PRINT March 2006

Reed Kroloff

New Orleans’s heavily damaged Ninth Ward, January 22, 2006. Photo: AP/Eric Gay.

DESCRIBING THE AFTERMATH of Hurricane Katrina in New Orleans is difficult because it involves such a massive scale of destruction. But imagine it this way, and perhaps you’ll get some sense of things.

Let’s assume the town where you live just suffered the same kind of catastrophe. You decide to go for a walk to assess the damage. How bad is it? Well, every house on your street is abandoned. All the trees are dead (even those still standing); so are the bushes, lawns, shrubs, and any other landscaping. The streets around you are littered with debris—furniture, bedding, clothes, large and small appliances, art, books, personal papers. Cars sit in driveways, on sidewalks, in yards, on trees, on top of each other, anywhere and everywhere. They’re covered, inside and out, in a fine layer of silt, and they stink. The streets are covered in the same toxic grime. So are the yards, which makes them look even more dead, almost ghostly. Houses have their windows bashed in, their doors missing, and much of their interiors torn apart. So do stores and offices and schools and hospitals and libraries and fire stations. Every building has a horizontal stripe along its facade at a height ranging from two to eight feet, depending on the area where you’re walking; that line is the flood’s high-water mark.

It looks as if the place has been abandoned for years. But it hasn’t been: People lived here just a few months ago.

You walk and you walk and you walk. Past blocks of empty houses and abandoned businesses and boarded-up stores and churches with broken steeples. You keep on walking, and still the destruction doesn’t stop. It’s there no matter how far you go. Walk for an hour, two hours, three hours. You’re still in it. How far? Well, if you headed east from the western edge of Orleans Parish, you could walk for five or six hours easily and still be in the killing fields. But you’d want to turn back before then, as by 4:00 PM the sun starts to set. And you don’t want to get caught in the part of town (nearly 50 percent) that still doesn’t have electricity or streetlights (or water or gas). These neighborhoods are spooky in the daytime. At night, the absolute darkness is terrifying. There’s nothing out there. No lights. No people. No police. No sound. No horizon. No hope.

How much of New Orleans remains abandoned and uninhabitable? Right now, more than 70 percent. Think about that. What would it be like if you removed the people from two-thirds of your town? Think about Manhattan with no one living below Ninety-sixth Street. Slice most of the peninsula off San Francisco. Go ahead and empty Oakland and Berkeley as well. Throw in Marin County for good measure. If the footprint of New Orleans’s devastation were laid over Washington, DC, the capital would all but vanish.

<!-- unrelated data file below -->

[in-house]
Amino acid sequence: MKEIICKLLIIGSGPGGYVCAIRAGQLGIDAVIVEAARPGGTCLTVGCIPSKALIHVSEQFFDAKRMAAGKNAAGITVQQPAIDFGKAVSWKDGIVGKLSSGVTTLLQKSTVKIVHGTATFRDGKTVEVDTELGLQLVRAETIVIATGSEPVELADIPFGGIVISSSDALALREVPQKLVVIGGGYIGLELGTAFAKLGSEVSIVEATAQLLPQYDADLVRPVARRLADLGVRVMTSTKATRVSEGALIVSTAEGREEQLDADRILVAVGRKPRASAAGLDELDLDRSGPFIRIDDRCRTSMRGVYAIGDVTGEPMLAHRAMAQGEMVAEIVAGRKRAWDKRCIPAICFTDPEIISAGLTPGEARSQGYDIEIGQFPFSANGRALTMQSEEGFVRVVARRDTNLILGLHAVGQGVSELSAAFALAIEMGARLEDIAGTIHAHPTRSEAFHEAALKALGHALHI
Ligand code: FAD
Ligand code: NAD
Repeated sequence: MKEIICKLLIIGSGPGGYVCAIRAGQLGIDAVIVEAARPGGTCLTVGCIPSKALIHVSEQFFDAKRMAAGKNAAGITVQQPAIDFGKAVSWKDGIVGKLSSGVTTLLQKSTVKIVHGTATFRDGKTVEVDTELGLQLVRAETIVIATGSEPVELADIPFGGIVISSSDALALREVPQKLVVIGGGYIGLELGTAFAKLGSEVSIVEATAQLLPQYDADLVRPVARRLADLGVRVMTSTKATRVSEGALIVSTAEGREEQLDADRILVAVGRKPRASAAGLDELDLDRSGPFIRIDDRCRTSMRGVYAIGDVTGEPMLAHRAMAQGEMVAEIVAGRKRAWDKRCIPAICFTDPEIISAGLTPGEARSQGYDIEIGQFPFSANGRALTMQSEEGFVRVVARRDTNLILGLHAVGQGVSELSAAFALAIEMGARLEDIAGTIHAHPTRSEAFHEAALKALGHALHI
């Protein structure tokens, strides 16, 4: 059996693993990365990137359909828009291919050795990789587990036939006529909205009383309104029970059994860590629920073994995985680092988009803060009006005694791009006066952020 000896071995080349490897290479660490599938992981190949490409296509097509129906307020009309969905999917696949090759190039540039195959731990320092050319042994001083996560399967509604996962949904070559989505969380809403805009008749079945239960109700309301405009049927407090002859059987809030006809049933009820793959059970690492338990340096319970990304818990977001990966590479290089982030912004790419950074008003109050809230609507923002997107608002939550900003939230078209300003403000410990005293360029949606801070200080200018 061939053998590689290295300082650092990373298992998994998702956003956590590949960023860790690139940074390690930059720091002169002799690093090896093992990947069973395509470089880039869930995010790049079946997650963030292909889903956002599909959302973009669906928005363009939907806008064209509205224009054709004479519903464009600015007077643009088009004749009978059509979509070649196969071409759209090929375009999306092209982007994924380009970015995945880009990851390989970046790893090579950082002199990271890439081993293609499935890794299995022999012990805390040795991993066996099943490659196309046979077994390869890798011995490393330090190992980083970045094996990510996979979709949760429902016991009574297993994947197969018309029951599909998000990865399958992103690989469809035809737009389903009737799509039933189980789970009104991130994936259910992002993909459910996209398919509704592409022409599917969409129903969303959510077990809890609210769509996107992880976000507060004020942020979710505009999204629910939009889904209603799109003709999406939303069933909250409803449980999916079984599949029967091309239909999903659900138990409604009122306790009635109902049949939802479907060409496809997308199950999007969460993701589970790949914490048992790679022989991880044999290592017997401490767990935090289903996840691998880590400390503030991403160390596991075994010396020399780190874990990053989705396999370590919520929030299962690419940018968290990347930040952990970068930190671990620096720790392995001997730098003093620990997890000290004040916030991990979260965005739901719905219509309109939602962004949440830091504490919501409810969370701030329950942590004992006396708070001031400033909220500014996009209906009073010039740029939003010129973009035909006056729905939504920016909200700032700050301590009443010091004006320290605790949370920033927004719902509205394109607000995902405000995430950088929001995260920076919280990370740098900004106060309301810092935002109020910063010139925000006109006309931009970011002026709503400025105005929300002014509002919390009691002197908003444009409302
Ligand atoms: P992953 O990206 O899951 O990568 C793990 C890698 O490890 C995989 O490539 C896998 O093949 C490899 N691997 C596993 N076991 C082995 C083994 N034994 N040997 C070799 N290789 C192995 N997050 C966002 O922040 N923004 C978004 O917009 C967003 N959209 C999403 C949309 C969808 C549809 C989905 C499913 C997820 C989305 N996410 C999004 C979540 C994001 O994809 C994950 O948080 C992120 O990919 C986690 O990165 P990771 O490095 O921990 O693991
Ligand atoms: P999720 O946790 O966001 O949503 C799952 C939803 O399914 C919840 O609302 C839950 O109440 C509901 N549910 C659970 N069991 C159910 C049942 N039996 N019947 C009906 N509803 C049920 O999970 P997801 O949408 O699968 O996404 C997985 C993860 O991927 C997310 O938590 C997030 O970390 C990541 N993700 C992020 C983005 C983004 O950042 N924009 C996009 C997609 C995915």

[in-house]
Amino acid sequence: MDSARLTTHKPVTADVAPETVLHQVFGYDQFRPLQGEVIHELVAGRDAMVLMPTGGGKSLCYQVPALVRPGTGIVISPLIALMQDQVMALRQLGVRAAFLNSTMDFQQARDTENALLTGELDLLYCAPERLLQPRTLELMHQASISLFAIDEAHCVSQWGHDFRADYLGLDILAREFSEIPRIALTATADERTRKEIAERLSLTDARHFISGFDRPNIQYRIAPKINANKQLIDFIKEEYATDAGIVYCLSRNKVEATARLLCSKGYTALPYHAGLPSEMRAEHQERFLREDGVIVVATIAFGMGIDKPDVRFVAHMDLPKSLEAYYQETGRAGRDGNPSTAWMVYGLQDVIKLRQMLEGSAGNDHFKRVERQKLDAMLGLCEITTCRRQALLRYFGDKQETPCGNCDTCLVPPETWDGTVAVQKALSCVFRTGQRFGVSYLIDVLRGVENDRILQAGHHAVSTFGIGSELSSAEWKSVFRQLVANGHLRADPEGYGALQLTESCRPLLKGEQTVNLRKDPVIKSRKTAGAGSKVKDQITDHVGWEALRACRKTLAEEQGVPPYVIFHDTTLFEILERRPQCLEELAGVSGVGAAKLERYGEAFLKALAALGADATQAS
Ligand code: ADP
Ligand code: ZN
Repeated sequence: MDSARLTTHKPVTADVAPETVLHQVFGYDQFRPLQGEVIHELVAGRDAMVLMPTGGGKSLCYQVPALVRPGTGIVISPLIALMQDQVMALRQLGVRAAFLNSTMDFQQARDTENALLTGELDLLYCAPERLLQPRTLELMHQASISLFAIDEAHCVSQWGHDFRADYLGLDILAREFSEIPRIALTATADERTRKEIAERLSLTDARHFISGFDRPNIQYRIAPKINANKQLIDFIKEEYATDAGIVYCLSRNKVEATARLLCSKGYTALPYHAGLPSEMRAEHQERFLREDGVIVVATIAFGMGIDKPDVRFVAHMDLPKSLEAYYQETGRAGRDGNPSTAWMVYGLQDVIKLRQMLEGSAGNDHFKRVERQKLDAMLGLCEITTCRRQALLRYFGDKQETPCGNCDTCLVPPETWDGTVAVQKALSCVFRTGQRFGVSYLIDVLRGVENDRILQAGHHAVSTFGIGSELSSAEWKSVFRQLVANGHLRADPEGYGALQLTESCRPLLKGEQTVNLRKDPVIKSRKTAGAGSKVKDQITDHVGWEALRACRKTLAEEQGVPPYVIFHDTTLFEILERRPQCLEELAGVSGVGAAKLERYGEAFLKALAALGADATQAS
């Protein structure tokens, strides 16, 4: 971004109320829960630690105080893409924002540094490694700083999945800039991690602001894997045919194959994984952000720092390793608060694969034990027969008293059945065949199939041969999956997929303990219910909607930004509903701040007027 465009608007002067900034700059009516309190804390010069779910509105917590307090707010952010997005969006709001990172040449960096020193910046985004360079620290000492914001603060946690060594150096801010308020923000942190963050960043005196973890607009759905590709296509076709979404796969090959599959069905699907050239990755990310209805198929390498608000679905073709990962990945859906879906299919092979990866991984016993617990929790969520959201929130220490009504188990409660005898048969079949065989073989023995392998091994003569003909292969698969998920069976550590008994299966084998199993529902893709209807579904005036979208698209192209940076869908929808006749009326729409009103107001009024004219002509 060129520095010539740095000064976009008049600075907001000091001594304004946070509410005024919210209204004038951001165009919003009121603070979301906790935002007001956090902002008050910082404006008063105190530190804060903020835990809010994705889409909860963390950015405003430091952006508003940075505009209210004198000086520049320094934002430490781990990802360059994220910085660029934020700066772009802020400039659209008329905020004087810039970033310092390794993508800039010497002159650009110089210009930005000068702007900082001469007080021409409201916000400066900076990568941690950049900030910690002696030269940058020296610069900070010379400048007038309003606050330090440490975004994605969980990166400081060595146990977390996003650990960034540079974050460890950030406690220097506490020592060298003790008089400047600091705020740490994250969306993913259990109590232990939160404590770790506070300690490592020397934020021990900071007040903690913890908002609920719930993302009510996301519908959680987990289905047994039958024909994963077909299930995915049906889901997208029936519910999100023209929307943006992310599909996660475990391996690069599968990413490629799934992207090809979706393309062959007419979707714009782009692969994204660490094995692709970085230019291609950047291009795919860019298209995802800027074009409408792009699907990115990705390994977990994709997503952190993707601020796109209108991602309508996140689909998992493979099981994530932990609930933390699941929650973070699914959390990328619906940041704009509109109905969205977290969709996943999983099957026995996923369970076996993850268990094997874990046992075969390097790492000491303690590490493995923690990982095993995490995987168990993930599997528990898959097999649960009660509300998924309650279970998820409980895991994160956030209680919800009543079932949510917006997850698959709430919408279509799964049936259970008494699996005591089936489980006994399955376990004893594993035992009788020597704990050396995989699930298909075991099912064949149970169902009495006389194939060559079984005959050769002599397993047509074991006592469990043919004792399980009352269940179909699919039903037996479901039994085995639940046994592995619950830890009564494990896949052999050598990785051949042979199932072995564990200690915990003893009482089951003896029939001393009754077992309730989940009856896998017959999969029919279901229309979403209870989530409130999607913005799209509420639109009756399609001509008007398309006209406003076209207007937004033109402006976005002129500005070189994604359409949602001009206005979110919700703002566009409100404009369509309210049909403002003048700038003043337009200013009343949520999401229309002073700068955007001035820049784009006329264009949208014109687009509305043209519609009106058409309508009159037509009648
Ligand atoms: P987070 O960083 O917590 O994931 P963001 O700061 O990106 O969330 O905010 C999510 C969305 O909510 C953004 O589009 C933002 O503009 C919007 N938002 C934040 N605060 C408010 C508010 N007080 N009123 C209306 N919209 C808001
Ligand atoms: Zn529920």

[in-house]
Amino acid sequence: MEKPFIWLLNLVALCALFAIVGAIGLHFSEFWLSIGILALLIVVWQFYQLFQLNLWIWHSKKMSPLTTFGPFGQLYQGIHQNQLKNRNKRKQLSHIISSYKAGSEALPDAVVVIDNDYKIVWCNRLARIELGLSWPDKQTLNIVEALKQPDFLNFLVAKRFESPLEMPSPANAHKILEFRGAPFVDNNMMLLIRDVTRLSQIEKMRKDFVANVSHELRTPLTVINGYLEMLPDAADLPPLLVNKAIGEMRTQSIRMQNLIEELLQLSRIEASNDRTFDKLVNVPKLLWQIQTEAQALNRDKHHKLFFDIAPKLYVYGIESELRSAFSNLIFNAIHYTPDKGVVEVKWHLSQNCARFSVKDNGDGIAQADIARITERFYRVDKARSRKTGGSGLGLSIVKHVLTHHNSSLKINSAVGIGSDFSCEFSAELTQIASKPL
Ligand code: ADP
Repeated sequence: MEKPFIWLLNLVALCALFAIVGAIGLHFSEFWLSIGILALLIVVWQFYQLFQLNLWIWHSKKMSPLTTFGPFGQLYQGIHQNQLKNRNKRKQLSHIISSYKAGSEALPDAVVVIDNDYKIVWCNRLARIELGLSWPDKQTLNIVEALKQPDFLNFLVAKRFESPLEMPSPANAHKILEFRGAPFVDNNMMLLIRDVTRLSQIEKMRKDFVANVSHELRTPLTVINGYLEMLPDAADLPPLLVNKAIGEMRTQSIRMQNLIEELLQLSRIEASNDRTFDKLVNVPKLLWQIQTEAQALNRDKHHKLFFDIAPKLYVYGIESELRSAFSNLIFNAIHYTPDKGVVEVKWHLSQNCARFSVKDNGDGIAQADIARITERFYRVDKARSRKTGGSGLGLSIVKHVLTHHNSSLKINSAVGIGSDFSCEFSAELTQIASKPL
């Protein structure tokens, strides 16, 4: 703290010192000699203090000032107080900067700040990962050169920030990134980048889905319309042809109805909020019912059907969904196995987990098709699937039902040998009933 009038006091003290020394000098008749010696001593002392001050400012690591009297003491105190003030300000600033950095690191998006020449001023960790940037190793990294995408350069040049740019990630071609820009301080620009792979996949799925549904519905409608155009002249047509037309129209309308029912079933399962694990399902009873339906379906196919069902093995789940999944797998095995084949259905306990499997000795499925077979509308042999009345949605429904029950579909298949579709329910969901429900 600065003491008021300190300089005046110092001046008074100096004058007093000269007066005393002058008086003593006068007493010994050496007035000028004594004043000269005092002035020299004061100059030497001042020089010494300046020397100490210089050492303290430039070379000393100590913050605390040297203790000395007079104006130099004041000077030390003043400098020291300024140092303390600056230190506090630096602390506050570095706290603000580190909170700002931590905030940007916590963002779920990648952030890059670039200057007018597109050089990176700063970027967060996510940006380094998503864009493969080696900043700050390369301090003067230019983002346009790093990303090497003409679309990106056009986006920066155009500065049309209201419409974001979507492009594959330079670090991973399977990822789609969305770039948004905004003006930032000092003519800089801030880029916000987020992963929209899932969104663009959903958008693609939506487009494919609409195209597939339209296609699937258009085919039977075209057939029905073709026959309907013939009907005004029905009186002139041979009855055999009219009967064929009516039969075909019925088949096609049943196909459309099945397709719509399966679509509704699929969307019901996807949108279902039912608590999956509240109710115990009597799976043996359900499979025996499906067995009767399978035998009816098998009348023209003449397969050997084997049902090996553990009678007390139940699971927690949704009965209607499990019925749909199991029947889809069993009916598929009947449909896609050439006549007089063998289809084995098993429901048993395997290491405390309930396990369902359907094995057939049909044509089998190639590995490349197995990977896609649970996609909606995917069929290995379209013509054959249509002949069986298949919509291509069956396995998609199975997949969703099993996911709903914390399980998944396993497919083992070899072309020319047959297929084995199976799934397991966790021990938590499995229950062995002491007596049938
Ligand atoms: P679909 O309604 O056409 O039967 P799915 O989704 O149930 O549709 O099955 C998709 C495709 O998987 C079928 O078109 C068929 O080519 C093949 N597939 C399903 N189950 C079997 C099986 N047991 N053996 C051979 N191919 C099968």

New Orleans is going to be a mess for a long time. And that’s the context against which any rebuilding will begin. That’s why Artforum, the Netherlands Architecture Institute, and the Tulane School of Architecture commissioned the work you see here. Simply put, this city needs bright visions to contrast with the bleak present that surrounds us. We need to see that there are alternatives to the calamitous inattention (or worse, attention) of the US government. We need inspiration and innovation, glimpses into a promising and expressive future.

Of course, New Orleans has long mined its past for spiritual—and economic—succor. And why not, in the city that invented jazz, perfected Creole cooking, and laced its streets with a breathtaking collection of eighteenth- and nineteenth-century architecture? Some would have us believe our only future lies in that past. In neighboring Mississippi, the Congress for the New Urbanism, led by the irrepressible Andrés Duany (of Seaside, Florida, fame), recently completed an extensive design charrette to provide guidance to that state, equally hard hit by the storm. The result is a neo-traditional plan book that is quaint and predictable, but also smart and marketable. It pictures the new southern Mississippi as a candy-coated dream version of the old southern Mississippi, the past as prelude, present, and future, thanks very much, and we’ll take a dozen to go.

The New Urbanist Svengalis have now seduced Louisiana’s hapless governor and been given the keys to the state. But the real goal, the very city on which their movement is based, is New Orleans. And until now, no one has offered an alternative to their toothache of a future. The proposals you see here, in the pages that follow, thus inaugurate an important dialogue. They bring fresh new vision to a city waiting to hear that its greatest days are not behind it, that it has an architectural future that will stride confidently beyond its past.

Reed Kroloff is dean of the Tulane University school of architecture.

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